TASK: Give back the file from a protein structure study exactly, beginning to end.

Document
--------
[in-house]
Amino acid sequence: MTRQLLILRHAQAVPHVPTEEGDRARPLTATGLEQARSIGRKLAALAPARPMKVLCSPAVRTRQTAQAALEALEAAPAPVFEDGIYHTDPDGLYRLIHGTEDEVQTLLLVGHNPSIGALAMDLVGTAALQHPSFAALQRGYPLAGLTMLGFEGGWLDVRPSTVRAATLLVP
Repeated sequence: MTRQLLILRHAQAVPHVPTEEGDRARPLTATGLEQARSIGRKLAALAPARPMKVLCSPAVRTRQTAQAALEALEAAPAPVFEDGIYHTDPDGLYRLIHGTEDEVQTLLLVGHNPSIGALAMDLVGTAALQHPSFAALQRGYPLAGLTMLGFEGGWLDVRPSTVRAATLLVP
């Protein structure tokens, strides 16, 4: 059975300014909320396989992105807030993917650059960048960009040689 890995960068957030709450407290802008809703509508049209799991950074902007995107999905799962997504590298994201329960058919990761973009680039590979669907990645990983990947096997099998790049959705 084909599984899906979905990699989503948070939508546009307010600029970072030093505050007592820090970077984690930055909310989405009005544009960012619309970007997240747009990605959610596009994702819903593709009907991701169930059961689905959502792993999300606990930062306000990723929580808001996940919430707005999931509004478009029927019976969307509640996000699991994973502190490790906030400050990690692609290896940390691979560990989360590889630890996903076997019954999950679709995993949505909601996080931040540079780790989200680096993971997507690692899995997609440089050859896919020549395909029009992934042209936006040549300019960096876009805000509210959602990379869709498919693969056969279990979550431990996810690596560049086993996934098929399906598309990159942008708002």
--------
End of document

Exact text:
[in-house]
Amino acid sequence: MTRQLLILRHAQAVPHVPTEEGDRARPLTATGLEQARSIGRKLAALAPARPMKVLCSPAVRTRQTAQAALEALEAAPAPVFEDGIYHTDPDGLYRLIHGTEDEVQTLLLVGHNPSIGALAMDLVGTAALQHPSFAALQRGYPLAGLTMLGFEGGWLDVRPSTVRAATLLVP
Repeated sequence: MTRQLLILRHAQAVPHVPTEEGDRARPLTATGLEQARSIGRKLAALAPARPMKVLCSPAVRTRQTAQAALEALEAAPAPVFEDGIYHTDPDGLYRLIHGTEDEVQTLLLVGHNPSIGALAMDLVGTAALQHPSFAALQRGYPLAGLTMLGFEGGWLDVRPSTVRAATLLVP
């Protein structure tokens, strides 16, 4: 059975300014909320396989992105807030993917650059960048960009040689 890995960068957030709450407290802008809703509508049209799991950074902007995107999905799962997504590298994201329960058919990761973009680039590979669907990645990983990947096997099998790049959705 084909599984899906979905990699989503948070939508546009307010600029970072030093505050007592820090970077984690930055909310989405009005544009960012619309970007997240747009990605959610596009994702819903593709009907991701169930059961689905959502792993999300606990930062306000990723929580808001996940919430707005999931509004478009029927019976969307509640996000699991994973502190490790906030400050990690692609290896940390691979560990989360590889630890996903076997019954999950679709995993949505909601996080931040540079780790989200680096993971997507690692899995997609440089050859896919020549395909029009992934042209936006040549300019960096876009805000509210959602990379869709498919693969056969279990979550431990996810690596560049086993996934098929399906598309990159942008708002």